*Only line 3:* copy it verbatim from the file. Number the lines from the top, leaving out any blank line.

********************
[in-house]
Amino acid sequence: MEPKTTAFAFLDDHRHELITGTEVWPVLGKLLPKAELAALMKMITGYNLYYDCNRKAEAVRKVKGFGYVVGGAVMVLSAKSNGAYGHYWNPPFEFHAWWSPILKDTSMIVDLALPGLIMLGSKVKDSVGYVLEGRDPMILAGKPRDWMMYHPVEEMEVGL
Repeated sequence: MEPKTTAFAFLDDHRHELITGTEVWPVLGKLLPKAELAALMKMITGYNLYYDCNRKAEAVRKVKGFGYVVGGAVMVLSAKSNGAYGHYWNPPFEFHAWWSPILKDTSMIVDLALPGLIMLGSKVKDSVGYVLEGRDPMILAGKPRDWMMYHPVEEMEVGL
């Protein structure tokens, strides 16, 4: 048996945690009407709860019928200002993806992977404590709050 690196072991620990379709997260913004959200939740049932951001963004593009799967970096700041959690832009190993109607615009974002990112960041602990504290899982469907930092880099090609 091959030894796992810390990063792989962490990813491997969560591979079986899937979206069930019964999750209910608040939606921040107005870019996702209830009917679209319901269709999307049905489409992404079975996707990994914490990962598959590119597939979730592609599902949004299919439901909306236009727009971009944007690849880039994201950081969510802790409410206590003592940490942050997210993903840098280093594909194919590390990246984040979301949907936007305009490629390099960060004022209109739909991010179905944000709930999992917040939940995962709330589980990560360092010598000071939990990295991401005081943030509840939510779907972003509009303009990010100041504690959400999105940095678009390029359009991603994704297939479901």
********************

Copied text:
Repeated sequence: MEPKTTAFAFLDDHRHELITGTEVWPVLGKLLPKAELAALMKMITGYNLYYDCNRKAEAVRKVKGFGYVVGGAVMVLSAKSNGAYGHYWNPPFEFHAWWSPILKDTSMIVDLALPGLIMLGSKVKDSVGYVLEGRDPMILAGKPRDWMMYHPVEEMEVGL